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Position switches paying off for Pitt's Soto, O'Neill

| Tuesday, Oct. 11, 2016, 9:21 p.m.

No one coaxed or begged Pitt linemen Shakir Soto and Brian O'Neill to change positions, to move from the familiar to the strange for the good of the team.

“I wish I had moved there earlier,” said Soto, a former defensive end who recorded a team-high eight tackles from the interior of the line in Pitt's victory over Georgia Tech.

O'Neill said he grew up thinking for many years he was a wide receiver or tight end. In the end, his move to offensive tackle two years ago was more than an alteration of the depth chart.

“We know what I am now,” he said, his voice filled with the pride of someone who found his football identity. “It's a kind of change in lifestyle in terms of having that mentality that every day is going to be a grind.”

Both players said they embraced the change because it is what the team wanted and needed. Coach Pat Narduzzi mentioned to O'Neill, a redshirt sophomore, that it might be his best ticket to the NFL.

Pitt, like many teams, has a history of players changing positions in the middle of their tenures and finding success.

Former coach Paul Chryst grabbed defensive end T.J. Clemmings while both were coming off the field at South Florida and suggested a move to the other side of the ball. Clemmings now starts at offensive tackle for the undefeated Minnesota Vikings.

Ex-Pitt players Ezekial Gadson and Dorin Dickerson rocketed to stardom by changing positions. Gadson moved from running back to linebacker in 1987, allowing Craig Heyward to rush for 1,791 yards. Gadson did OK, too. He became a first-team All-American.

Dickerson came to Pitt as a wide receiver, moved to linebacker and, finally in 2009, became the school's first All-American tight end since Mike Ditka.

Then, there is the story of Pitt defensive line coach Tom Sims, who was a linebacker at Western Michigan before transferring to Pitt.

“For me, it was a natural progression. I kind of ate my way out of every position,” he said with a hearty laugh. “I made it through stretch (at practice), maybe (at Pitt). Then, I was on the line.”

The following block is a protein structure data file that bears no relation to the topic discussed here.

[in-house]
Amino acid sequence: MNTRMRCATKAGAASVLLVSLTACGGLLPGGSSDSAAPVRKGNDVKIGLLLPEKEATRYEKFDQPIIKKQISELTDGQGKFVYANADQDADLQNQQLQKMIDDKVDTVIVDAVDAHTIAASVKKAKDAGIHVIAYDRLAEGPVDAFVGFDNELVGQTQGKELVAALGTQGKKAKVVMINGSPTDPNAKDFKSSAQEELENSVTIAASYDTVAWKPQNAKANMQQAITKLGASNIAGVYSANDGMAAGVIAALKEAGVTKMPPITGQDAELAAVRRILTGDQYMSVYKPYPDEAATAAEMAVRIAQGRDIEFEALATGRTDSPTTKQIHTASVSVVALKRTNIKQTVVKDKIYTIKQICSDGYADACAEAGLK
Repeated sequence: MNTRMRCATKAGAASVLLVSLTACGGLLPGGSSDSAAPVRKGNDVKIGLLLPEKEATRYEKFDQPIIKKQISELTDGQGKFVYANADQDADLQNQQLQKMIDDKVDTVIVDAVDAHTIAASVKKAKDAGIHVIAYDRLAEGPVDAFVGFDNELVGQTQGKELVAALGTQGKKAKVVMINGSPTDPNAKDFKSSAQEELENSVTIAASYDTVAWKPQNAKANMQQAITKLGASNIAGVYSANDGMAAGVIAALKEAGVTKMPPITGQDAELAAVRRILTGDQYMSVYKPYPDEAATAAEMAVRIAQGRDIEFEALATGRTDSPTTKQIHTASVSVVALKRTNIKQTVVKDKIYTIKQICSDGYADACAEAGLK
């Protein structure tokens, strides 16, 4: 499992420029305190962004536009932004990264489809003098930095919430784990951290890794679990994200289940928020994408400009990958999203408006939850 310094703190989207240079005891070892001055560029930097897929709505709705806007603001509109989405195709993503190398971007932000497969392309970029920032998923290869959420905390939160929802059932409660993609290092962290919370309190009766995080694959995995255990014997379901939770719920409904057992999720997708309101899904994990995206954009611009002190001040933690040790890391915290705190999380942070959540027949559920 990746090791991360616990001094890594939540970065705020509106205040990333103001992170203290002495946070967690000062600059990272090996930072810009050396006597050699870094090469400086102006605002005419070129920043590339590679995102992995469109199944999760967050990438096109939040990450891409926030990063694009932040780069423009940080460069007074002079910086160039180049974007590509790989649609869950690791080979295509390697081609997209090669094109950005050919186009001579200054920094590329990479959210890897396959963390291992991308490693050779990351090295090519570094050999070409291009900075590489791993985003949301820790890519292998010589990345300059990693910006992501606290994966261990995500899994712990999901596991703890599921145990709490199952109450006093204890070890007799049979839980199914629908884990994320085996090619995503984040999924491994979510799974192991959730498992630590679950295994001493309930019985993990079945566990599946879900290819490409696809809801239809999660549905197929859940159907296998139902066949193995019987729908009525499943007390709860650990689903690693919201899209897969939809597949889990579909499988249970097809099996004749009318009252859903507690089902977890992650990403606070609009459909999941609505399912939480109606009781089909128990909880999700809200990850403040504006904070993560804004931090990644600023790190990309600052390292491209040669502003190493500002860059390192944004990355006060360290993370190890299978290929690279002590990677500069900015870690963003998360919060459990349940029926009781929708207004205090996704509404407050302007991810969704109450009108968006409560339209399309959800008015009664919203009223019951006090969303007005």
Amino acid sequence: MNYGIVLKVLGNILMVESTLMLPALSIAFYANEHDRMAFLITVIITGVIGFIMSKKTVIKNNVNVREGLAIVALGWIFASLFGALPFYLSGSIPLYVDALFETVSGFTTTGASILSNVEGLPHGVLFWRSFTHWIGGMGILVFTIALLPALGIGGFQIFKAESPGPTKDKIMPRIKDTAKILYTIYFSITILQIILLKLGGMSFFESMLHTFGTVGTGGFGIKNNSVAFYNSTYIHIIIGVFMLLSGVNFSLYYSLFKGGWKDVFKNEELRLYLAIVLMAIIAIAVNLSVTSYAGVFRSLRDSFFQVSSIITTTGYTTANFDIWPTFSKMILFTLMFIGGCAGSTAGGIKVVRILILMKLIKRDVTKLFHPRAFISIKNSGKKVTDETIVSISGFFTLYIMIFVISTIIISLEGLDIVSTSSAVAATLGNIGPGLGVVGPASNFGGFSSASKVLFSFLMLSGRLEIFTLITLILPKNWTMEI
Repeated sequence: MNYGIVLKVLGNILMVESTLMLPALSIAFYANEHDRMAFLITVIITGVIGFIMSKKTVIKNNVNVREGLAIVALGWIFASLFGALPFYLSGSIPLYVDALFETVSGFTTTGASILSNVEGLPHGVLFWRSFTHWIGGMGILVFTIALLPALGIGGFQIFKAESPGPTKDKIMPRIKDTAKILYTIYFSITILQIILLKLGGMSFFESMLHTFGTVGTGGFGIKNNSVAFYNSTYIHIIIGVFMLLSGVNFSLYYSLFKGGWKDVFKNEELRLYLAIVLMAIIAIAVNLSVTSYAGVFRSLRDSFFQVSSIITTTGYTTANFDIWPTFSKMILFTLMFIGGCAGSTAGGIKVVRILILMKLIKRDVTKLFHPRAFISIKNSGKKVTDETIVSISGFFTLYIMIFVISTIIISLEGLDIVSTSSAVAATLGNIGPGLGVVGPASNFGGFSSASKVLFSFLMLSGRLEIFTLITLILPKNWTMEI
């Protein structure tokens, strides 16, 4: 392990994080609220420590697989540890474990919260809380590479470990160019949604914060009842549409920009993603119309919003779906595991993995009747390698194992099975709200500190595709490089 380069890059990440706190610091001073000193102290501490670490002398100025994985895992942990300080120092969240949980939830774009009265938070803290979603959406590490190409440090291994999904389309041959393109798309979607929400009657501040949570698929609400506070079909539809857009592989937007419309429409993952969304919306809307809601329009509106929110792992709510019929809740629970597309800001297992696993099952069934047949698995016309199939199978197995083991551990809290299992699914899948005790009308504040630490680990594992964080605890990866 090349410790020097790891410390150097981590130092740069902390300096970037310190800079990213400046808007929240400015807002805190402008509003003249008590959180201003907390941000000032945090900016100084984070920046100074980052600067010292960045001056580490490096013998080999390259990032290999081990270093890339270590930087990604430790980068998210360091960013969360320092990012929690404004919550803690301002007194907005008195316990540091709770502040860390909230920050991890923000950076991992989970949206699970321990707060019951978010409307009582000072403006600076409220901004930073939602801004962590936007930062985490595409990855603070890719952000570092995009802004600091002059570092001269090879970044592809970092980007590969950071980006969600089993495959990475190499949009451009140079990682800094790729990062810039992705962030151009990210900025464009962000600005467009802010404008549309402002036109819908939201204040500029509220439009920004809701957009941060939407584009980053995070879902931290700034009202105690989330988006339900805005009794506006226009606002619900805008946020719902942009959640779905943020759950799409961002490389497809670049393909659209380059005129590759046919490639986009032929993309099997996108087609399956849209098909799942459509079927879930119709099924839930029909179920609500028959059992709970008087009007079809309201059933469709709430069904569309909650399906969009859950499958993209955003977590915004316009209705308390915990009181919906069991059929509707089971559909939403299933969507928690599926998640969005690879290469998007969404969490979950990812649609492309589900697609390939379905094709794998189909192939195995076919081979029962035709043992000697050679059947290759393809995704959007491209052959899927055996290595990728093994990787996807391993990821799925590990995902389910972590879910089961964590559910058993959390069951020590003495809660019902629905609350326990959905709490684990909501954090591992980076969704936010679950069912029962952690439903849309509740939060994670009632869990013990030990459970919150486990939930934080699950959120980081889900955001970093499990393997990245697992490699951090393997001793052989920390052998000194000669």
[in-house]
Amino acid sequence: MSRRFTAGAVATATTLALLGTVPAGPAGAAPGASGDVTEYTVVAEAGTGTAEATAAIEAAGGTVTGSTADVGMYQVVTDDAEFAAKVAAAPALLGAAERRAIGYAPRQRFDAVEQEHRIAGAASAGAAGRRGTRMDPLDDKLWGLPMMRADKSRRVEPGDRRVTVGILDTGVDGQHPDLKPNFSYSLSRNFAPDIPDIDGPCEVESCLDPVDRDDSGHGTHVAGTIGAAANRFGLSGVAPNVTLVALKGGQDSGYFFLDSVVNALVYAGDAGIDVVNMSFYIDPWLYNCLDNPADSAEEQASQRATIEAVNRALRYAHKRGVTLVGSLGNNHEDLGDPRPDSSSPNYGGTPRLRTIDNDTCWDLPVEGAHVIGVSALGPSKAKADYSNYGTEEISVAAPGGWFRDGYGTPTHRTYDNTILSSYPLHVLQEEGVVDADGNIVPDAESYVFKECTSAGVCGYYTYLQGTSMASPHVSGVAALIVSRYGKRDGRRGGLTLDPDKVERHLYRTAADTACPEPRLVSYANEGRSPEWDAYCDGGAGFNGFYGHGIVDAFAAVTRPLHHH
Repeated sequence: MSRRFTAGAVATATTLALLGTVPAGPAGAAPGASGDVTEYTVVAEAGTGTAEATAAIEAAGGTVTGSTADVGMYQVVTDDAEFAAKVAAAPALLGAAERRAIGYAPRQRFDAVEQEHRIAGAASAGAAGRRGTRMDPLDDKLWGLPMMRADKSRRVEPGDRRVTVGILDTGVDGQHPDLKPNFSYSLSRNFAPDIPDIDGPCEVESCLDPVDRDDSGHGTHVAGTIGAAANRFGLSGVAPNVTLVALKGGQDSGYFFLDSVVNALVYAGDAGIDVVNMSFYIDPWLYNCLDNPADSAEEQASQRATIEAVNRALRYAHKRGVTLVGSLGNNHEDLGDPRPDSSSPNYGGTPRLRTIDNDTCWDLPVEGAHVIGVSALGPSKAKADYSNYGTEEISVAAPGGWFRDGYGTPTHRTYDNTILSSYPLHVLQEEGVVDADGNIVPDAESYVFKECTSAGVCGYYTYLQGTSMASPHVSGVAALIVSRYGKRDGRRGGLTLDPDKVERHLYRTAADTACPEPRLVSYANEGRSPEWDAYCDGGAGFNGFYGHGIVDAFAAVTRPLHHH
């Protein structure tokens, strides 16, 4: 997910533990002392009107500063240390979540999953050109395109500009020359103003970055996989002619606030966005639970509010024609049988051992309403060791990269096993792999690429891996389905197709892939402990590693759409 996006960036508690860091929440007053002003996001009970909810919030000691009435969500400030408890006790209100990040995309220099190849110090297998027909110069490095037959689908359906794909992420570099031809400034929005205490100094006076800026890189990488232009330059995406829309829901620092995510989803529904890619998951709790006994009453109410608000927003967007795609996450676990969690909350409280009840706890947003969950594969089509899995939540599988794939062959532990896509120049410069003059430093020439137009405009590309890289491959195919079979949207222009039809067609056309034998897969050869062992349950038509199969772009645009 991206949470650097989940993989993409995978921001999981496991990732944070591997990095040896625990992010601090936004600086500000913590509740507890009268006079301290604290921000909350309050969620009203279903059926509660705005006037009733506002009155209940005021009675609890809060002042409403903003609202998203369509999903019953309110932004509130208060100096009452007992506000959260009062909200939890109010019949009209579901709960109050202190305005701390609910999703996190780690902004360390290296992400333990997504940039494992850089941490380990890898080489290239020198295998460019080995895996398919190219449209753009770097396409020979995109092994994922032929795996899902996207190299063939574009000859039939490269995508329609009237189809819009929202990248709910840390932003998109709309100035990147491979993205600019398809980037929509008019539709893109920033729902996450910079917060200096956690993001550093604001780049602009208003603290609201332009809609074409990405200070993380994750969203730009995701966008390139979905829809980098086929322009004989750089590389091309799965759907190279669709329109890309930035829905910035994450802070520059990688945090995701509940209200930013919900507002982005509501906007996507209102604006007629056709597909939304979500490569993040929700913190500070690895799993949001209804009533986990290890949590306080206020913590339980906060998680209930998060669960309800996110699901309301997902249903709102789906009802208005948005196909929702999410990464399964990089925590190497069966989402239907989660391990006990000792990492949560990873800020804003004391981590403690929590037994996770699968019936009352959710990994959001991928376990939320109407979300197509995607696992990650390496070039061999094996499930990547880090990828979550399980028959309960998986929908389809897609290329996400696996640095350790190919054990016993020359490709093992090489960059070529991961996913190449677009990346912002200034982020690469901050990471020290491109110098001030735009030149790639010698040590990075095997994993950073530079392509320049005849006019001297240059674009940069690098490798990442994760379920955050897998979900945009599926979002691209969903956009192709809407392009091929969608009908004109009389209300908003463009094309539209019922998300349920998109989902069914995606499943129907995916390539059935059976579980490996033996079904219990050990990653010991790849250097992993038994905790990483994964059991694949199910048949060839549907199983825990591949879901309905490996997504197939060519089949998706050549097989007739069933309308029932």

Sims, who played seven years in the NFL, said it is no accident position switches are so prevalent and successful in college football.

“It's a byproduct of the quality of weight training that you get,” he said. “A kid comes in 200 (pounds) and leaves 300. That's a good thing, especially if he doesn't lose any of his athleticism.”

Sims' advice to anyone switching to his group is simple. “Eat, lift and run. That's what I tell them, in that order,” he said.

Soto was a 245-pound junior defensive end when Narduzzi suggested after last season that he move to defensive tackle. By spring, he was 275. Now, he is playing the interior at 290 and helping Pitt rank 10th in the nation and second in the ACC in run defense (98.5 yards per game).

“I ate two large pizzas every day,” he said. “I'd wake up in the middle of the night and eat peanut butter sandwiches. Once I finally gained the weight, I was sick of eating.”

The tricky part of switching to a position that requires more bulk is gaining weight and not losing athleticism.

“I didn't want to gain too much,” Soto said. “I didn't want to slow myself down or get weaker. I actually gained more muscle than fat.”

Notes: Chris Blewitt, who is Pitt's all-time leader in kicking points (315) and field goals (52), is one of three Lou Groza Award stars of the week, joining Arizona State's Zane Gonzalez and Idaho's Austin Rehkow.

Jerry DiPaola is a Tribune-Review staff writer. Reach him at or via Twitter @JDiPaola_Trib.

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